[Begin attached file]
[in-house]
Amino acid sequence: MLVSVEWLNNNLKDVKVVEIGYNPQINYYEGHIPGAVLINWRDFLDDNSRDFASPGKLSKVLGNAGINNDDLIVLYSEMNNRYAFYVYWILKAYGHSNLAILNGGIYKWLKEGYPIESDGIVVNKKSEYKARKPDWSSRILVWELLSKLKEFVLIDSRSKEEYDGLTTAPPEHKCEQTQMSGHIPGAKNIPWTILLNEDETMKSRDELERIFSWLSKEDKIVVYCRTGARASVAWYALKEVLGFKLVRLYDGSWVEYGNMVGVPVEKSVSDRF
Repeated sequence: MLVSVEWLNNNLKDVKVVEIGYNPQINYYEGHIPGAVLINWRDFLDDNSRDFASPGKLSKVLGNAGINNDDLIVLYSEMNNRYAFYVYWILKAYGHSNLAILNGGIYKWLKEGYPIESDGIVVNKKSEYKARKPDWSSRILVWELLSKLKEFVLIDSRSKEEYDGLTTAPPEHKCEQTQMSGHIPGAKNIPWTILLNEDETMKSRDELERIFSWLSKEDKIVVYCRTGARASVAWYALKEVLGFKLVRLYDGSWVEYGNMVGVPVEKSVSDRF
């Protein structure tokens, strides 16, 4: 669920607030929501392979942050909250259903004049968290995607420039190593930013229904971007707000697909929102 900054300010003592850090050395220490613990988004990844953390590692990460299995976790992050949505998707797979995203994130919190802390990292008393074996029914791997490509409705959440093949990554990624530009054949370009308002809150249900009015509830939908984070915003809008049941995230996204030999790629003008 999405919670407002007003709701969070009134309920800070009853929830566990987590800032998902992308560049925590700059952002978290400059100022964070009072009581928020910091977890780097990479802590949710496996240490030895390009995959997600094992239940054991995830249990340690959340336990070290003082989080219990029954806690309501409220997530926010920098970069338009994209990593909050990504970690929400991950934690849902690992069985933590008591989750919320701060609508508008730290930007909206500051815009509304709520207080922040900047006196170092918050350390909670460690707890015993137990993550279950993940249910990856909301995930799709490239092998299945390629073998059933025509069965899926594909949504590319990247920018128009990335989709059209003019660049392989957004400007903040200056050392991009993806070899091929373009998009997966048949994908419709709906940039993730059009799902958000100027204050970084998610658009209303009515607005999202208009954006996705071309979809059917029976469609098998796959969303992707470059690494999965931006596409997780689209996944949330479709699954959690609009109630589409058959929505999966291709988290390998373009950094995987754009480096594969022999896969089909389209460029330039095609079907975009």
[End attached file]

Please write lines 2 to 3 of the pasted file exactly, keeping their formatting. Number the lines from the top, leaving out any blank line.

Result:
Amino acid sequence: MLVSVEWLNNNLKDVKVVEIGYNPQINYYEGHIPGAVLINWRDFLDDNSRDFASPGKLSKVLGNAGINNDDLIVLYSEMNNRYAFYVYWILKAYGHSNLAILNGGIYKWLKEGYPIESDGIVVNKKSEYKARKPDWSSRILVWELLSKLKEFVLIDSRSKEEYDGLTTAPPEHKCEQTQMSGHIPGAKNIPWTILLNEDETMKSRDELERIFSWLSKEDKIVVYCRTGARASVAWYALKEVLGFKLVRLYDGSWVEYGNMVGVPVEKSVSDRF
Repeated sequence: MLVSVEWLNNNLKDVKVVEIGYNPQINYYEGHIPGAVLINWRDFLDDNSRDFASPGKLSKVLGNAGINNDDLIVLYSEMNNRYAFYVYWILKAYGHSNLAILNGGIYKWLKEGYPIESDGIVVNKKSEYKARKPDWSSRILVWELLSKLKEFVLIDSRSKEEYDGLTTAPPEHKCEQTQMSGHIPGAKNIPWTILLNEDETMKSRDELERIFSWLSKEDKIVVYCRTGARASVAWYALKEVLGFKLVRLYDGSWVEYGNMVGVPVEKSVSDRF